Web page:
‘I remember wondering if I could cope with going blind or having a tumour.’ 

While at hospital, Mrs Altoft had an MRI scan and lumbar puncture. 

Although the results came back negative for both a brain tumour and MS, they revealed she had abnormally high levels of the antibodies for Bartonella in her system.

Antibodies are proteins that are made by the immune system to fight off pathogens.  

Doctors asked Mrs Altoft if she had recently been scratched by a cat and managed to piece the puzzle together.     

‘When they told me my diagnosis, it made a lot of sense,’ she said. 

‘I’d only heard of mild reactions to Bartonella before, where it only affected the area local to the scratch.

‘In my case, the reaction was systemic – meaning it affected my entire body – so it never occurred to me the cat scratch was to blame.’

Mrs Altoft thought Bartonella bacteria just affected the scratched area, not the entire body 

Pictured with her family, Mrs Altoft is raising awareness of the dangers of ticks to humans


Bartonella bacteria can cause infectious illnesses, such as ‘cat scratch disease’, in humans.  

Roughly 15 different species make up the bacterial group.

The pathogens are usually transmitted by fleas, but can also be spread via animal bites or scratches, or contaminated needles.

Not all species of Bartonella are thought to cause disease in healthy people.

However, B. henselae or ‘cat scratch disease’, affects around 20,000 people a year in the US. Its prevalence in the UK is unclear. 

Cat scratch disease causes a small swelling and rash at the affected site within a week or so.

This usually then develops into a pus-filled blister.

Healthy people are rarely affected further, however, the bacteria can cause fever, eye disorders, or infections of the liver, spleen or bones.

Some may also develop brain damage or inflammation of the spinal cord.

People with a suppressed immune system, such as those with HIV, may develop endocarditis, which is an infection of the inner lining of the heart’s chambers and valves.

Short-term illnesses in healthy people usually resolve without treatment.

However, antibiotics may be required if the infection affects the central nervous system.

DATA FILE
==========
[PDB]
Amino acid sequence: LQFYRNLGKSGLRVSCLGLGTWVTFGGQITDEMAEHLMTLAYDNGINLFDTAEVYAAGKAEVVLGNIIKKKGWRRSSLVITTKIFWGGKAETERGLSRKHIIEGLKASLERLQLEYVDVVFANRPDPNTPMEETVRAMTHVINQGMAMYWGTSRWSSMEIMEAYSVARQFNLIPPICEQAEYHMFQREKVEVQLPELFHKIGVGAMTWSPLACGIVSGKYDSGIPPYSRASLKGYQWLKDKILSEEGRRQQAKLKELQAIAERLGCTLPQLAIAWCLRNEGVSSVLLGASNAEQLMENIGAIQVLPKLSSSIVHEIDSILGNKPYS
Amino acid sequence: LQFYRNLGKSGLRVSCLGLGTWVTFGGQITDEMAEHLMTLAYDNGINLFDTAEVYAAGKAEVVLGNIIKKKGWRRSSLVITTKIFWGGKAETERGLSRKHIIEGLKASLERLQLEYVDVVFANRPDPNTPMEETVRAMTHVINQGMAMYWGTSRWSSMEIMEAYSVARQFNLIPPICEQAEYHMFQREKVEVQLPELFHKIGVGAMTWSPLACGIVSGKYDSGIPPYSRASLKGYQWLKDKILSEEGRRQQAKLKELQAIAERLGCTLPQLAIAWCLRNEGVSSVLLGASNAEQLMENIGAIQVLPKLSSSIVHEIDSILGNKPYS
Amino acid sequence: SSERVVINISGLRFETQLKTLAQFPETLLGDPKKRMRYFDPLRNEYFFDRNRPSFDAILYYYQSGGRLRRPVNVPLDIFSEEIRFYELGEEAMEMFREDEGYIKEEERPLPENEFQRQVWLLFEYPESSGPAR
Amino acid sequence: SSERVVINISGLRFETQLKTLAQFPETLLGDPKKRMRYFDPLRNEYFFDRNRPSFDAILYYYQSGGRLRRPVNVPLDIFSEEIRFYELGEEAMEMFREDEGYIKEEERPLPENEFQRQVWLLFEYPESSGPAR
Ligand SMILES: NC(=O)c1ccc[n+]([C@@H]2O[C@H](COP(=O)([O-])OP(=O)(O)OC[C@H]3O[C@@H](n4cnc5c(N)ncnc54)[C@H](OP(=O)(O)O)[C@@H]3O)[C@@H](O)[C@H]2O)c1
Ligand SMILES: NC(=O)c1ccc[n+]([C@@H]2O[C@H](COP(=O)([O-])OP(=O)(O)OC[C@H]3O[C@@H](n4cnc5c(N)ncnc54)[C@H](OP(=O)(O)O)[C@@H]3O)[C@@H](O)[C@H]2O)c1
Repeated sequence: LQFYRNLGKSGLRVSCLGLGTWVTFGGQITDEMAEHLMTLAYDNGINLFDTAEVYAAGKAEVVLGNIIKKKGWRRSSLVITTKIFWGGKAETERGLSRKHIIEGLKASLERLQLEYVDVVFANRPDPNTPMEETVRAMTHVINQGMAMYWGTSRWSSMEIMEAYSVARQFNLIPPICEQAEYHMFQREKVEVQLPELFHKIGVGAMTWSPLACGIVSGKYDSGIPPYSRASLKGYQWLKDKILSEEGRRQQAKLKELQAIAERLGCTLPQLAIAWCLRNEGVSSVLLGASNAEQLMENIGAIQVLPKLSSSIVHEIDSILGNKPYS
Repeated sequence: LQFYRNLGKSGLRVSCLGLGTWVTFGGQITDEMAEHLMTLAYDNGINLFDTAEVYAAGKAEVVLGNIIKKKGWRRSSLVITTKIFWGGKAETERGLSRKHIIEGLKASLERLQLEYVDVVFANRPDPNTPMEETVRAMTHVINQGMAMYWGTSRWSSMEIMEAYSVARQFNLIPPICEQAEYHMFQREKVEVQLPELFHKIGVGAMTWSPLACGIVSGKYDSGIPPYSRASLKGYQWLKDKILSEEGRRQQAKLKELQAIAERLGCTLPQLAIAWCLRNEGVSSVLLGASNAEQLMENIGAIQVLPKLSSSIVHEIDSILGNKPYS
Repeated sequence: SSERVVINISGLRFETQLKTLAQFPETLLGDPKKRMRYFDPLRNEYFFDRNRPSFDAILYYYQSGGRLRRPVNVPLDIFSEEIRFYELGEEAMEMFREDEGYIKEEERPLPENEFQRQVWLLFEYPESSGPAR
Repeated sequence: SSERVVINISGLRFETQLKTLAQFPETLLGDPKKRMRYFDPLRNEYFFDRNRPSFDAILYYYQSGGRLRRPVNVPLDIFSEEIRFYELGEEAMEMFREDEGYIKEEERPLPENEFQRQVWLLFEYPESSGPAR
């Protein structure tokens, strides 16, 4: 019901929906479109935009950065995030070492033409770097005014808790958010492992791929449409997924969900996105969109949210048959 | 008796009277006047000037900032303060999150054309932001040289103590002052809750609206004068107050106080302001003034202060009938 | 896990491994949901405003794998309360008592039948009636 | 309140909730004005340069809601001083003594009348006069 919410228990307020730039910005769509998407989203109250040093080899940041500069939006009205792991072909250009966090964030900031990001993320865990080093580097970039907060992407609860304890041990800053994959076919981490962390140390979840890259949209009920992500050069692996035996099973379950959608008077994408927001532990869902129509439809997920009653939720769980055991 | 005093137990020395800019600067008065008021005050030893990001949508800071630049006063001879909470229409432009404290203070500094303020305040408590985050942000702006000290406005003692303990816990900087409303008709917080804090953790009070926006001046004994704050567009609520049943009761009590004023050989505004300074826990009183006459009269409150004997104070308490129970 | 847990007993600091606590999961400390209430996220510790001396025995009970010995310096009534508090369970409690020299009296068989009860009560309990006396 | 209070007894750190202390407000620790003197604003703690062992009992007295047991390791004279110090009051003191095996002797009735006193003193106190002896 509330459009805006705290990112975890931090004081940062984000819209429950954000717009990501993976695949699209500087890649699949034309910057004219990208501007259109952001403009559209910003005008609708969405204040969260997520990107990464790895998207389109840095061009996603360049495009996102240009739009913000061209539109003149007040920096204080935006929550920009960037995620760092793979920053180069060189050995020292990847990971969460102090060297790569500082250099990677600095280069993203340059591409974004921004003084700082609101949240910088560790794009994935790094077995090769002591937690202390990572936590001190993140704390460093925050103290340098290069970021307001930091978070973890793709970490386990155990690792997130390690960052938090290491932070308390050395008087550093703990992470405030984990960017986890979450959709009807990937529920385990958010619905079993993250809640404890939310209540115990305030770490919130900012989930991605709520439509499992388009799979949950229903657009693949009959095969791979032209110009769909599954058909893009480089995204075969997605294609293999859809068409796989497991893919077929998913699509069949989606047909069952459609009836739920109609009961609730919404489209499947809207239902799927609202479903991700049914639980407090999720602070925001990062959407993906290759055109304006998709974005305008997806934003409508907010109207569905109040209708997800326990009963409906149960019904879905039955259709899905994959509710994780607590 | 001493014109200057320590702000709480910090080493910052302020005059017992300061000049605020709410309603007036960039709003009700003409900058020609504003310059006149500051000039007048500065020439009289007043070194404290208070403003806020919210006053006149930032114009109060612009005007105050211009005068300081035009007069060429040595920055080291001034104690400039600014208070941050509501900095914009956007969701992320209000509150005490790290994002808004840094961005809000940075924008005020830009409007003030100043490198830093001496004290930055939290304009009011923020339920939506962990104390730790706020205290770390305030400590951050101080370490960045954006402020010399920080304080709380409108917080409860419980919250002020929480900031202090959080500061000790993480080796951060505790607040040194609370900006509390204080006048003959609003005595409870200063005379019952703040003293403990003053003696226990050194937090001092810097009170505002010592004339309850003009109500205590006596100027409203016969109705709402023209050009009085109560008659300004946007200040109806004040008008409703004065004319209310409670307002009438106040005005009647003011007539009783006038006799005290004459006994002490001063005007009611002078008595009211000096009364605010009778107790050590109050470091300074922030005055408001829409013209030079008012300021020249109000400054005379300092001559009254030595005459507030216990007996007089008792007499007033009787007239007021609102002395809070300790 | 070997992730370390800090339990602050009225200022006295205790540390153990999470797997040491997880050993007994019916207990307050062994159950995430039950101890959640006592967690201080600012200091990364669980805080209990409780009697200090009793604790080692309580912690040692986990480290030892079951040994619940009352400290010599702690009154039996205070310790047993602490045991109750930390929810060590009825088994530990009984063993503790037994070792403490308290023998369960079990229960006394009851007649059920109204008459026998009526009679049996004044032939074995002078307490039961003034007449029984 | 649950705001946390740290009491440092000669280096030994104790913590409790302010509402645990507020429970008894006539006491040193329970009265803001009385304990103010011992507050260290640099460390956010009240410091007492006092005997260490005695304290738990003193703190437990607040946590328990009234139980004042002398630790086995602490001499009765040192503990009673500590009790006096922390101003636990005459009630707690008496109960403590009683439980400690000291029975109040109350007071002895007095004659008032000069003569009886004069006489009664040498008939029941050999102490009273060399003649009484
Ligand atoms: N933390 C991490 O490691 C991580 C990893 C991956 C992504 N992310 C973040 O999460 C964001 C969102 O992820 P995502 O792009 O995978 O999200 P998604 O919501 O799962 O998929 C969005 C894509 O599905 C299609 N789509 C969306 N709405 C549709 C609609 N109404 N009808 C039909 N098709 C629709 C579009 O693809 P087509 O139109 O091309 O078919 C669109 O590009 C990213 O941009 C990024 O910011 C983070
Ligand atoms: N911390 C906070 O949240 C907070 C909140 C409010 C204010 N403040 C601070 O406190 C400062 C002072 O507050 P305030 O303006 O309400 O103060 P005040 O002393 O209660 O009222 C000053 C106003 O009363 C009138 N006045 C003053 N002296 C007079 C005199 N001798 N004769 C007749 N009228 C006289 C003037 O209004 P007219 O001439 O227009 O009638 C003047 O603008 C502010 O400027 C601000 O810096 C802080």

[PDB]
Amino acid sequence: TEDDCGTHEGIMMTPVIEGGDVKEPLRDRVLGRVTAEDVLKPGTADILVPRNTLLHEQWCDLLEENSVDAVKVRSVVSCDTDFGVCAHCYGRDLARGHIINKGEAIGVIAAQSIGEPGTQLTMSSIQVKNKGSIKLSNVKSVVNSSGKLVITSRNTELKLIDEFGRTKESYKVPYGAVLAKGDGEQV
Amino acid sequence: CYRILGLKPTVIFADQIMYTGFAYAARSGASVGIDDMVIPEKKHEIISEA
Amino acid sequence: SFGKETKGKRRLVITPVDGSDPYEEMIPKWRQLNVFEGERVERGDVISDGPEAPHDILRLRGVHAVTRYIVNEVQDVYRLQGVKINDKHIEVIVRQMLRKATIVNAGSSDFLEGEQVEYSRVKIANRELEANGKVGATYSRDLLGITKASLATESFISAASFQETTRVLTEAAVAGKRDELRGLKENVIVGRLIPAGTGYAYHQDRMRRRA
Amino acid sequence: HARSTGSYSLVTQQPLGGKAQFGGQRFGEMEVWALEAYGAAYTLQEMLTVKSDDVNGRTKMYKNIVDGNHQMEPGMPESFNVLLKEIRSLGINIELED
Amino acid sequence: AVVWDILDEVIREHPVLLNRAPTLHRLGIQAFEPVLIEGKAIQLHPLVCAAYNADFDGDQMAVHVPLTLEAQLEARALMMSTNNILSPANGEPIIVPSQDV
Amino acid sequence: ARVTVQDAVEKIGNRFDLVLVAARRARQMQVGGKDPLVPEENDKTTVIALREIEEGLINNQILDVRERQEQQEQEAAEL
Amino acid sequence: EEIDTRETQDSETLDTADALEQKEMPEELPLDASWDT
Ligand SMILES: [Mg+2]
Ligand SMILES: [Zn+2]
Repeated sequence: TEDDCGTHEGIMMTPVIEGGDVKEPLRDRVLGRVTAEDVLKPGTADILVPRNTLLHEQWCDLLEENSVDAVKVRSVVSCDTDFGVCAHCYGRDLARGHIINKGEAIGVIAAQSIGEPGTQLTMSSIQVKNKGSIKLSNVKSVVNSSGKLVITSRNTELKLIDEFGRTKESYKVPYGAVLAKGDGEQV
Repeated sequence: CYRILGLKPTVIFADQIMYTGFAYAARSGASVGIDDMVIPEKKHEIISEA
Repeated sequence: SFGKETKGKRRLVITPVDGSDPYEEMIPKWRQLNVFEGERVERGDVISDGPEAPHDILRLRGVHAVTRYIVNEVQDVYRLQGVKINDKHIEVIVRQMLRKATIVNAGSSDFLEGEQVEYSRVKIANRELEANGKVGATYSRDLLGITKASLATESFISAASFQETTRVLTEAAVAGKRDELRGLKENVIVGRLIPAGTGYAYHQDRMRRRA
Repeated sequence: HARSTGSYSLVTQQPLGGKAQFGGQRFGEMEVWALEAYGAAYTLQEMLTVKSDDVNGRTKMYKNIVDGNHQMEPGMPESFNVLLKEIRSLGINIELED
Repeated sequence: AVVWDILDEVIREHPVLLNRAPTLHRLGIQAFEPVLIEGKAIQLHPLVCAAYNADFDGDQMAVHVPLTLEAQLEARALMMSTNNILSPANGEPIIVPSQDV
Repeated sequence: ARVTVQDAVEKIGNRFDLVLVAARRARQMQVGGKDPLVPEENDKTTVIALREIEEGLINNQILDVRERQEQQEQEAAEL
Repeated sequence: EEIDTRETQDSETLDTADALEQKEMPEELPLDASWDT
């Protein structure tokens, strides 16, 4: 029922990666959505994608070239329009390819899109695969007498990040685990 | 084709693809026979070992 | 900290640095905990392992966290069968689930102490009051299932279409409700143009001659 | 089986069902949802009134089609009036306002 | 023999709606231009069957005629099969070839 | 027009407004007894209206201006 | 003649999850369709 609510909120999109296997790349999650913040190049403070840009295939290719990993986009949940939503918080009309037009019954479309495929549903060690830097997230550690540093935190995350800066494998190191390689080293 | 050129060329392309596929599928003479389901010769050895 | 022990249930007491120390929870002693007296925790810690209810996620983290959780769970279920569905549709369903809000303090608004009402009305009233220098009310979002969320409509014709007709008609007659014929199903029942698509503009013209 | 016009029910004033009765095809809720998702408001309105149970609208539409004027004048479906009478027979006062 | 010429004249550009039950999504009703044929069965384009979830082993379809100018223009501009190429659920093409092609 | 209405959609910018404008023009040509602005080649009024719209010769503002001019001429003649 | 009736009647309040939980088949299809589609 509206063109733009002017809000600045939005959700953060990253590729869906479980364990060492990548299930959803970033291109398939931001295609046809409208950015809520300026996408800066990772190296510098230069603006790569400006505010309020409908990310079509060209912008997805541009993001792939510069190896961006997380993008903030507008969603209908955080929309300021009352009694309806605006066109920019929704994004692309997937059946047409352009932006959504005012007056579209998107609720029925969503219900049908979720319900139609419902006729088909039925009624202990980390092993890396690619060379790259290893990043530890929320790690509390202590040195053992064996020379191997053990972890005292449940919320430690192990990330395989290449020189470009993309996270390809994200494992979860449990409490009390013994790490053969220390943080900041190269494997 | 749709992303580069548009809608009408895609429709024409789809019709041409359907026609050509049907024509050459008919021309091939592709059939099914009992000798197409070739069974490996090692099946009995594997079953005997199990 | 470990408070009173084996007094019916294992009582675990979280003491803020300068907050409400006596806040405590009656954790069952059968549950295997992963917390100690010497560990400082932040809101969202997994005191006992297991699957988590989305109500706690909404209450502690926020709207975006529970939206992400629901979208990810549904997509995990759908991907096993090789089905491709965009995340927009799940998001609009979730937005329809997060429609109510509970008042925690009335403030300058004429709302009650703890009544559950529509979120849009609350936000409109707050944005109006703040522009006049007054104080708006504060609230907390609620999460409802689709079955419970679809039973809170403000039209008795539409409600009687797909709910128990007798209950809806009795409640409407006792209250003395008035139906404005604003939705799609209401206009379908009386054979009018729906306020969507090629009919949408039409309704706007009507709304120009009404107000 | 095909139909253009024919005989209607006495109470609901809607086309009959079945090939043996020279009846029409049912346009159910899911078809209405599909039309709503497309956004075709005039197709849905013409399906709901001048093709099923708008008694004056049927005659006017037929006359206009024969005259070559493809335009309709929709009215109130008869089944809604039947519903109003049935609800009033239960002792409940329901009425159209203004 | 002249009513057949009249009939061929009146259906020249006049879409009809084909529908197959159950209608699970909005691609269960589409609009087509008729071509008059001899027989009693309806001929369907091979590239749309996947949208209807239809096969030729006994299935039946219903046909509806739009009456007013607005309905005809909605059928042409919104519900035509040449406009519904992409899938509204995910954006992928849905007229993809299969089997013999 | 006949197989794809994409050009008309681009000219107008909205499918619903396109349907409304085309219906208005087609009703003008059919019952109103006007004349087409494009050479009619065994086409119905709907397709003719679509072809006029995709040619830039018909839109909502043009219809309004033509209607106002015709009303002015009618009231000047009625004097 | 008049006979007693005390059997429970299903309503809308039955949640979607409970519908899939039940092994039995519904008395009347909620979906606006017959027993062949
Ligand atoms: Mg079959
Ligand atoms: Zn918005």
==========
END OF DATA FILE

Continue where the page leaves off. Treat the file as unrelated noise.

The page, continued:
Source: Columbia University Irving Medical Center 

Mrs Altoft was prescribed the antibiotic rifampin to ease her symptoms, however, she is still suffering nearly a decade on.  

‘It’s difficult to say for sure if it’s because of the cat scratch, but I am definitely not the same,’ she said. 

‘I work part-time now and can’t see a way of ever being able to go back to full time.

‘It was also a good year before my sight fully returned to normal.’

Mrs Altoft is speaking out to raise awareness of the danger ticks and fleas can cause to human health. 

‘The difficulty is Bartonella is not very well understood, especially the long-term effects, so nobody really knows how it will affect me,’ she said.

Mrs Altoft, who is backing the University of Bristol’s Big Flea Project, added: ‘Most people see fleas as a bit of an irritation, but don’t realise the serious risks they pose to human health.

‘As a vet, I see people vaccinating their animals routinely, but being quite flippant with flea treatment.

‘It also now horrifies me when children go up to cats in the street and start stroking and playing with them, as often in these situations a cat could become stressed and turn on them. 

‘If scratched, parents would be unaware the child could have been exposed to fleas carrying Bartonella. 

A spokesperson from the pharma giant MSD, which is also part of the Big Flea Project, added: ‘Dr Altoft’s story highlights just how serious flea infestations can be. 

‘Her health suffered significantly in the weeks after she contracted Bartonella, with her having to take time off work, and being unable to drive for some weeks after her vision was disturbed.

‘We hope pet owners read Dr Altoft’s story and ensure their animals’ flea treatments are kept up-to-date as a precaution to protect both pets and humans.’

The Big Flea Project aims to research fleas and tick, which are the most common parasites affecting dogs and cats. Find out more here.

Source: Read Full Article